Taking a look at knit finishes


So i’ve been researching on the various finishes for knitwear while making the tee for A and thought an archive of the different styles i’ve come across since would be great. And that sharing the information here would be better still 🙂 Hope to keep the list growing!


As a home sewer who owns no overstitch machine (yet), one can’t reproduce this finish – the closest is probably the 4-thread overlock stitch. Anyhow, even if i have the coverstitch machine, i would not recommend this finish – it just looks a little sloppy to me.


This next tee caught my eye because of its neck ribbing. Usually the 1×1 ribbing is used, but  in this case, the manufacturer has not used that (it looks like 3×1 ribbing so something). It’s typical to use twin needle stitch to topstitch the ribbing to the tee, but in this case, the single needle was used. The raw edges of the ribbing/neckline at the back is covered by a binding of similar colour, making the tee look more finished and better hangar appeal. In the picture on the right, you can see the topstitches that secures the binding from the back neckline all the way to the shoulder. Love this finish, it will take a bit of work but i might just try it in my next tee, especially if a binding of contrast colour is used (see picture below).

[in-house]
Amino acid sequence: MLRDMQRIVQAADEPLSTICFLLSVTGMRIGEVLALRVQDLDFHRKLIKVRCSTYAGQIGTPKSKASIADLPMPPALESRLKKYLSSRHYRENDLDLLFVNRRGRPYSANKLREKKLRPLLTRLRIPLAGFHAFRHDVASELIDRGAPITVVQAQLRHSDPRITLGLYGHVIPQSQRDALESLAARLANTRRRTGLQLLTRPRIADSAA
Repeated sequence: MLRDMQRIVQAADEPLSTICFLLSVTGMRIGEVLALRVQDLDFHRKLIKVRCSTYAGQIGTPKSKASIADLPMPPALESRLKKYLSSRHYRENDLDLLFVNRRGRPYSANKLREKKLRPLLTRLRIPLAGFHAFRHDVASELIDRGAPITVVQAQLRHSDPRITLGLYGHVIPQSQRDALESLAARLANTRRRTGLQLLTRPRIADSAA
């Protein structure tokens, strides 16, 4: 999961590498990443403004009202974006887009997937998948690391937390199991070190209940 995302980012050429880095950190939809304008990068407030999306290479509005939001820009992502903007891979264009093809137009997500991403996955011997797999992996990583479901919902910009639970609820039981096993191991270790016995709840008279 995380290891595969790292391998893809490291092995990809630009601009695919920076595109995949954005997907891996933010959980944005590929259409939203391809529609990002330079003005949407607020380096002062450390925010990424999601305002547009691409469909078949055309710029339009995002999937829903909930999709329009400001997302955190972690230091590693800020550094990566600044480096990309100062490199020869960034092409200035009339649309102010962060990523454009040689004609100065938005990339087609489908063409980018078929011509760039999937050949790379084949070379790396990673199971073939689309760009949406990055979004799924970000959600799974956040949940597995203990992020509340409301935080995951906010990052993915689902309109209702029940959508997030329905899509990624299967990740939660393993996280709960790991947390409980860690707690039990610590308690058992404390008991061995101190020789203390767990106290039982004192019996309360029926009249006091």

This last tee is my favourite 🙂 Firstly, there are 2 snap buttons at the left shoulder, which makes it so much easier to put it on A. Secondly, contrast binding at the back neckline & shoulder!!! 😀 What’s more, the manufacturer bothered to use contrasting red and white threads to highlight the stitches on the right side of the tee. Lastly, the tee has side splits! The whole tee just feel so thoughtful, not just some random piece of garment haphazardly put together for a quick buck.


#finishes #knit #sewing

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